Determined to live an honorable life, Biberkopf works a number of odd jobs, including peddling tie holders on the streets and, to the dismay of an old Jewish friend, naively selling copies of the National Socialist newspaper Völkischer Beobachter while wearing a swastika armband. A rather desperate fellow with a mostly apolitical political persuasion, Biberkopf finds it all but unavoidable that he will get in a barroom fight with some old communist friends. Seconds away from beating a babyish Bolshevik brute with a chair at Max’s pub, Biberkopf decides to find a new line of work and hooks up with Lina’s ‘uncle’ Otto Lüders (Hark Bohm), a fellow ex-con who, unbeknownst to Franz, never managed to shed his criminal ways, and starts selling shoelaces door-to-door. While on the job, Biberkopf ends up cheating on Lina with a lonely bourgeois widow and Otto later robs the woman after hearing about his partner’s salacious story about the lonely woman with a luxurious mansion apartment. When Biberkopf goes back to the widow’s house for another game of carnal knowledge, the woman closes the door on him, thus leaving him rather distraught, so he runs away to a flophouse, where he will stay indefinitely after realizing it is quite hard to stay 'straight,' especially when working with a dishonest partner with a pathetic proclivity for robbing harmless women. After failing to locate Franz, Lina and Meck end up hooking up and the ex-con goes on a delirious drinking binge for quite a number of days.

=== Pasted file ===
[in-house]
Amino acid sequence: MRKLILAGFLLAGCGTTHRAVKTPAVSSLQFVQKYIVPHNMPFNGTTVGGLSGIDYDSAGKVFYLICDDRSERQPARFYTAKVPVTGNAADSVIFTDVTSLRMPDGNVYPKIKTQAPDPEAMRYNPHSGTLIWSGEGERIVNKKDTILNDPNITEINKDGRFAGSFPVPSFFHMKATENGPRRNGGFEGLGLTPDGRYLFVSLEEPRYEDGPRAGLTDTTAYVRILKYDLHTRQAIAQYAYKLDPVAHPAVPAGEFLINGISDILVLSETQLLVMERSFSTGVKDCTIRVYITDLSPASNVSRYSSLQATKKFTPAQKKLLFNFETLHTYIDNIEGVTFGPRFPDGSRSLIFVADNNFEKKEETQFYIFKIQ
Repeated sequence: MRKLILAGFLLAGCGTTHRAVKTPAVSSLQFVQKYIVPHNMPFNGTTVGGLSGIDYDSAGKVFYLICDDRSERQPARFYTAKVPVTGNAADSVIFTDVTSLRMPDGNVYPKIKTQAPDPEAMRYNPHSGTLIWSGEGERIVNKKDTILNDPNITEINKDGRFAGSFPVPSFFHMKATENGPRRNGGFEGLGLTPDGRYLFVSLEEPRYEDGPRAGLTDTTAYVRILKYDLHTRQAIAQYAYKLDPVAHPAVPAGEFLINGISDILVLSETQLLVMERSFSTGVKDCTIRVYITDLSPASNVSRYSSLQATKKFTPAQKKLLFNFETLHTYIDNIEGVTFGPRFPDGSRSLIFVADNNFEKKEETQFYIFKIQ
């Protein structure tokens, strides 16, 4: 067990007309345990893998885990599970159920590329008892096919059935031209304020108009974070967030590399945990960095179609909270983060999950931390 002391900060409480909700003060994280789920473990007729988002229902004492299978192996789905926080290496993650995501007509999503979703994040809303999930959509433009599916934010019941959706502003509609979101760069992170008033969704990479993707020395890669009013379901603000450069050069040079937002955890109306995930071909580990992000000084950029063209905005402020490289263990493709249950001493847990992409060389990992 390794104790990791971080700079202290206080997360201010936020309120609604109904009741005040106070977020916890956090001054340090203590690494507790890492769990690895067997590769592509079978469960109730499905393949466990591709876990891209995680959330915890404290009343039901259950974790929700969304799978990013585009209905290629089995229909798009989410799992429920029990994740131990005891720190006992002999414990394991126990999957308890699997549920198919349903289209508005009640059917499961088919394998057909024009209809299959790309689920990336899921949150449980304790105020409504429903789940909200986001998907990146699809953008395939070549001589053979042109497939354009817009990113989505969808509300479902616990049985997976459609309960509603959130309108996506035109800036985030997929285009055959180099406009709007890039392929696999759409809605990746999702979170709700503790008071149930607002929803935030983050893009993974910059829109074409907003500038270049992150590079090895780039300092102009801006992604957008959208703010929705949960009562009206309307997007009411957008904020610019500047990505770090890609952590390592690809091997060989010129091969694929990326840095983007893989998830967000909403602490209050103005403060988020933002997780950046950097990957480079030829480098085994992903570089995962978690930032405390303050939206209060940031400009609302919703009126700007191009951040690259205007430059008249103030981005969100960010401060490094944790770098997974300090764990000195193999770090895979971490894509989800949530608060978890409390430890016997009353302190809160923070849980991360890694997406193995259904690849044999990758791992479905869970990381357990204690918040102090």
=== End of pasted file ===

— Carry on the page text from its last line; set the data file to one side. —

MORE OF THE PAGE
After breaking out of his hallucinatory hootch hypnosis, Franz B. hooks up with sexy streetwalker Eva (Hanna Schygulla), who quite inexplicably, is perennially in love with the overweight ex-con as he used to be her pimp, thus holding a special softspot in the hot little harlot's heart. In fact, exquisite Eva is so in love with Herr Biberkopf that she is the one that is responsible for paying the rent at his flat when he was away at prison, thus proving her deep-seated devotion to the ex-con, even if she is a prostitute who sells her pussy to make a living. Franz also meets up with Meck again, who admits his short fling with Lina, which his friend has no problem with, but now he has moved on to much bigger things as a member of a posh fellow named Pum’s criminal crew. While Pums (Ivan Desny) immediately offers Franz a job 'selling fruit,' the ex-con turns him down as he wants to stay straight. Franz also meets a stuttering sadist named Reinhold (Gottfried John), an ex-revolutionary who is part of Pums’ criminal enterprise and who, for better or worse, will inevitably become the most important and influential person in the ex-cons life. Reinhold devises a dubious scheme where he passes old and now undesirable girlfriends onto Franz, which works out quite well for a while, but things go awry when Mr. Biberkopf decides he prefers to keep a cabaret singer/dancer named Cilly (Annemarie Düringer), which infuriates the stuttering girlfriend-swapper, thus inspiring him to seek revenge against what he sees as a 'disloyal' friend. A delightful chap who hates drama, Franz is eventually coerced into committing a robbery with Pums’ gang, but it is not until he is actually involved with carrying out the crime that he realizes the magnitude of what sort of criminal corruption he is involved with, thus causing him to freakout on his compatriots, who don't taken kindly to his hysterics. While driving away with the loot, paranoid Reinhold accuses Franz of being a ‘stool pigeon’ and throws him out of the backdoor of the car into a car behind them. Although everyone believes he is dead, Biberkopf has merely lost his right arm.